AP/Rebecca Blackwell

Mexican federal police were responsible for the deaths of at least 16 people in Apatzingan, in the heart of the narco-infested state of Michoacan, according to allegations in a new investigative report by Mexican journalist Laura Castellanos.

The report, published Sunday under the title Fueron los Federales (It was the Federales), argues that Mexican federal police in Michoacan were responsible for the the Jan. 6 massacre of nine members of a self-defense group whom the government claims were killed in a friendly fire shootout. The investigative report, published simultaneously in Proceso magazine, journalist Carmen Aristegui’s website and on Univision, alleges the self-defense group was armed only with sticks.

Castellanos' investigative report, which includes video evidence and is based on more than 30 interviews with self-professed survivors and bystanders, has prompted the federal police and the attorney general’s office to open a new investigation of the incident. Initially, the government investigation determined that "practically all the dead people could have been killed by their friends in the cross-fire" and that "it's impossible to know which bullets killed them,” according to Alfredo Castillo, the former federal envoy and drug czar to the state of Michoacan.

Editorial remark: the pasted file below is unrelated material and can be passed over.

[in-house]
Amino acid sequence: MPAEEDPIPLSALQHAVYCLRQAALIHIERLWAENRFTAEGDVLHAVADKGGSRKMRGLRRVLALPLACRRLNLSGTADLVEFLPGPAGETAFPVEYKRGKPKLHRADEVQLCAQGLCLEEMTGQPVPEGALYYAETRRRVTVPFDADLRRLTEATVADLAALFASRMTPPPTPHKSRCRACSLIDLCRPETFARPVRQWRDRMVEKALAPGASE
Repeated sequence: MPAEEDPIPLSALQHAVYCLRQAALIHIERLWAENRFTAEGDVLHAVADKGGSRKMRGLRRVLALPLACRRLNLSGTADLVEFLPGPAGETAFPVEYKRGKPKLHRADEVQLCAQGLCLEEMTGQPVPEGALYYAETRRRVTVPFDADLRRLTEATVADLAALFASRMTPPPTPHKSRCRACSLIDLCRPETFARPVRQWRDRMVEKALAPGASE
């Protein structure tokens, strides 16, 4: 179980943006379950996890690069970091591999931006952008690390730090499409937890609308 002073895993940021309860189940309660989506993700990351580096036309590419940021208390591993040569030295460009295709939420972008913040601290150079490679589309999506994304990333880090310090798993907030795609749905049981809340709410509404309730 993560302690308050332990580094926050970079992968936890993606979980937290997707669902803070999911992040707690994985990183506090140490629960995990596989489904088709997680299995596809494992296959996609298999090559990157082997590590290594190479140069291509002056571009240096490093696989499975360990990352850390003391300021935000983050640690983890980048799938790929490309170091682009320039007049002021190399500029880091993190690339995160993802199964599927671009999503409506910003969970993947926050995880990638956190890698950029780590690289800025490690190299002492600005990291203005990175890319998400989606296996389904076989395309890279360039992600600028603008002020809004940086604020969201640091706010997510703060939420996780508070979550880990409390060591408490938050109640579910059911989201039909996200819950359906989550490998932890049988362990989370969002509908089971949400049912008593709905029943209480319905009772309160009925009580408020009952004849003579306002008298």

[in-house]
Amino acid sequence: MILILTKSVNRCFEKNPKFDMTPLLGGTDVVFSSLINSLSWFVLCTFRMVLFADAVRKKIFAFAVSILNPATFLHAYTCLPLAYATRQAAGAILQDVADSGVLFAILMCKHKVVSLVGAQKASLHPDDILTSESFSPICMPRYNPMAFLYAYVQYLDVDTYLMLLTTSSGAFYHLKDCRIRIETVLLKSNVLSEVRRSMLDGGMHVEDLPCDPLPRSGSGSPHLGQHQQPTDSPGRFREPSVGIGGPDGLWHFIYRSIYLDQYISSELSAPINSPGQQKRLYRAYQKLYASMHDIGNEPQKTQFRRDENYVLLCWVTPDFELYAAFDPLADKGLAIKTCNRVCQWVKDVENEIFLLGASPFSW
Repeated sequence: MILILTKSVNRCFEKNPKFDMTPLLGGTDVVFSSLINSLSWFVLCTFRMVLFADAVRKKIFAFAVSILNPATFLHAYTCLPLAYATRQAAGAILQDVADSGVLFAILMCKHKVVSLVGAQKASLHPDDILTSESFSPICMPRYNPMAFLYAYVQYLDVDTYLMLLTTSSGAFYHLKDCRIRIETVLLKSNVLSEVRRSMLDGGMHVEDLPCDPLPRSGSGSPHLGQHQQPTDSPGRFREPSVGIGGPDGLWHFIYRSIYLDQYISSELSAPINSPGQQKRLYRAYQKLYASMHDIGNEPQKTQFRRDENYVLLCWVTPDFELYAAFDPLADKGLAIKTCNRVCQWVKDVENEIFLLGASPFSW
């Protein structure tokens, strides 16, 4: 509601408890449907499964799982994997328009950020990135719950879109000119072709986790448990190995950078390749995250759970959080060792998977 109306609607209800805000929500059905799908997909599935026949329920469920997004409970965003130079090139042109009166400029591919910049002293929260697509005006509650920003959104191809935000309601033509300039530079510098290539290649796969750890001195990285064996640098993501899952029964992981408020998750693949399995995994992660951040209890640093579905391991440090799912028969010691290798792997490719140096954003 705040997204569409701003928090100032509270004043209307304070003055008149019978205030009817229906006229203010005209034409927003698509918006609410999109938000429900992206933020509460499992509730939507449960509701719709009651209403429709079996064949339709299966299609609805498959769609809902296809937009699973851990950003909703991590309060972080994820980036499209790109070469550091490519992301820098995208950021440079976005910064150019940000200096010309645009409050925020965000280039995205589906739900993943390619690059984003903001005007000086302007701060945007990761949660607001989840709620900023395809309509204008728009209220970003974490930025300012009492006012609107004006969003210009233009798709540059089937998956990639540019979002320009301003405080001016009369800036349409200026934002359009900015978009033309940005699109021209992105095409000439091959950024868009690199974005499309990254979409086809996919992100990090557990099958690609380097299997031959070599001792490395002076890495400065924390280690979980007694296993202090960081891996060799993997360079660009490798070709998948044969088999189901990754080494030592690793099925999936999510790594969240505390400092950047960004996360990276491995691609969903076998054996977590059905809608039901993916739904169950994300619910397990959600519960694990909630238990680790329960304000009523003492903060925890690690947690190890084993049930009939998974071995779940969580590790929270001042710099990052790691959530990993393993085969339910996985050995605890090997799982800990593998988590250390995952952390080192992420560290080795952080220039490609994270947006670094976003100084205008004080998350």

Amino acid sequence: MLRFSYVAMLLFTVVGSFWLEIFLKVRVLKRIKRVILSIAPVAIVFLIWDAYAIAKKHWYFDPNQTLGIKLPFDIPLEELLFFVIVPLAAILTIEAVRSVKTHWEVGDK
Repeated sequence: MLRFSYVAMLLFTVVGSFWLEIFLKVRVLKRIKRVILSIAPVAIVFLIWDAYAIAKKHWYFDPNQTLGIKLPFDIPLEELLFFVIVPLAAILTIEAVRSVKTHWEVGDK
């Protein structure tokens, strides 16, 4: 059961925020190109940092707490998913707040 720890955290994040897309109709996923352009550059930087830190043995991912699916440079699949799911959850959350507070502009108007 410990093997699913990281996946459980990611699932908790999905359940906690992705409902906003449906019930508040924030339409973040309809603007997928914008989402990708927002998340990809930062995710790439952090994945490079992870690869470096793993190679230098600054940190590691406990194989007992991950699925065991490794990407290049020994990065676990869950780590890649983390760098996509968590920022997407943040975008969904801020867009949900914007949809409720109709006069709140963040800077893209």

The journalistic investigation, which makes wide use of anonymous sources, claims the vigilante group and other protesters were attacked by federal police for occupying the central square. After the vigilantes tried to fight back, police opened fire again, killing and injuring others, according to the report.


Police have yet to comment on the allegations made in the report.

Carmen Aristegui’s website went offline shortly after the report was published on Sunday — allegedly due to numerous cyber attacks, the journalist says. Aristegui, one of Mexico's most renowned journalists, is also fighting a public opinion battle against the Mexican government and her former employer MVS Noticias who she accuses of giving into government pressures and allegedly firing her for publishing a separate investigative report on a housing scandal involving Mexico’s first lady.